Category Archives: Kenyan Projects

The Institute Today

bio3_crGood News from the Institute for Organic Farming: It is there and thriving. Since five years it has been self sustaining – without any funding other than tuition and fees for the education the institute provides. It has moved to a place 30 kilometres north of Nairobi.  Students of the agricultural faculty of Jomo Kenyatta  University of Technology can add a degree in Organic Farming to their academic awards.

Kenyan Institute for Organic Farming (year 2000 text)

Bio-farmers on the school bench

3 wooden poles joined together form the letter A. From its apex a stone hangs down on a ribbon as a plumb. Farmers in the Kenyan uplands use this so-called “A-frame” to identify the landscape’s contour lines. Along these lines ditches are dug in which the water collects when it rains. Planted with banana trees and Napier grass the ditch gardens yield a good crop,also providing the necessary animal feed. Continue reading Kenyan Institute for Organic Farming (year 2000 text)

Community Health Workers 2015

Angelina on the road
Angelina, community health worker in Kitui county, on the road.

20,000 community health workers were financed by the German government for about ten years, but the program was terminated in 2006. At the German Agency for International Cooperation in Nairobi, no evaluation or final report can be found. The concept was probably outdated at some time I am told. Kenyans do know about contraception by now. In Kenya the Germans now promote a voucher program for contraception and maternal care, and against HIV. The subsidized voucher entitles the poor to treatment at a certified clinic of their choice. They call it “output based approach.”
Continue reading Community Health Workers 2015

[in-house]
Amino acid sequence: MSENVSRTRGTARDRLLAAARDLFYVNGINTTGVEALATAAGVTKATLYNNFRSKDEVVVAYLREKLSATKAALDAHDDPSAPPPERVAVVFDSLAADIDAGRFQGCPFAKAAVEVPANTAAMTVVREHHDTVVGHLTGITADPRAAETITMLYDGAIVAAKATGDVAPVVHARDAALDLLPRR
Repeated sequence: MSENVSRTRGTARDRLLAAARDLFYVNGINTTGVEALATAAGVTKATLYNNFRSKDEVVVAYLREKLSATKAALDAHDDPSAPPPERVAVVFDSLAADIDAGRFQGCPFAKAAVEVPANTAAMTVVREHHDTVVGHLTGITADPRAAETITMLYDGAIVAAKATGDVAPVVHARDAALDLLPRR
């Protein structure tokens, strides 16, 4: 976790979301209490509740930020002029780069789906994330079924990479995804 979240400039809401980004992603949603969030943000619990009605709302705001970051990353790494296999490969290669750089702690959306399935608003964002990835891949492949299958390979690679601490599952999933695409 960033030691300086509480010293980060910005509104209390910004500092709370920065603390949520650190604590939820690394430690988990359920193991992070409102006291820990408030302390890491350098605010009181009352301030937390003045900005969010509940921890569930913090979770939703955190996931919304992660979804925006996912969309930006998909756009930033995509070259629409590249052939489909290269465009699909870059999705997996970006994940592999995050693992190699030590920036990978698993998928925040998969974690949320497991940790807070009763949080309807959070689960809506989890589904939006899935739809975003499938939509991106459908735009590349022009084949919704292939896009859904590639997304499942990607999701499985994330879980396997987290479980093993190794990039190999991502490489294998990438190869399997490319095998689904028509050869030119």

Community Health Workers (year 2000 text)

Reproductive Health Project

Family Planning in Rural Areas

“Kugeria“ is the hot topic of discussion in Murinduko, a village about 200 kilometres north of Nairobi. Translated it means something like “lets try it”, and this is certainly the motto of the ca. 20 volunteers at Kugeria, a new project to promote family planning in rural areas. Susan Korte, the Kenyan woman who manages the project, is proud of the women who travel on foot or by bicycle as so-called community-based distributors (CBDs). Continue reading Community Health Workers (year 2000 text)

Maasai issues today

The school building built by OSILIGI
The school building built by OSILIGI

The Maasai organization OSILIGI has been dissolved by the Kenyan administration after activists had demonstrated on one of the big farms in the area in 2003. The fight for land rights has been lost (so far). But one of the schools OSILIGI built is still there – and highly valued by the tribesmen and women.  Continue reading Maasai issues today

The Maasai NGO Osiligi (year 2000 text)

OSILIGI: Hope for Maasai people

Made to measure: elementary school for the Maasai

“We haven’t enough cattle, so my parents can’t send me to school”, says Damaris Timorit, a 10-year-old Maasai boy. It’s a long way to the nearest village school and, moreover: “In the dry season we can’t go to school anyway, because then we’re moving around with our animals looking for grass and water.”  Continue reading The Maasai NGO Osiligi (year 2000 text)

The Solar Lamps 2015

In Kenya sales of these solar lamps are stalling. The Kenyan  Importer Francis Kamau seems not to vest much interest in them. „It’s become just a small part of my business“, he tells me on the phone. “My main work now is in construction. ” After three visits in Kenya with tries to fix an interview he mails me to please leave him alone and contact the German exporter Solux. Which I do. Continue reading The Solar Lamps 2015

Streetwise today: How the former street children helped themselves

Ishmael in the streetwis shop
Ishmael in the streetwis shop

If the Lake Victoria Program is the largest – with a  budget of around 130 million Dollars in its second phase – “Streetwise” is probably the smallest among the Expo 2000 projects. A project that costs nothing to any outsiderbut earns some thousand Dollars per year for a group of youth and young adults. Continue reading Streetwise today: How the former street children helped themselves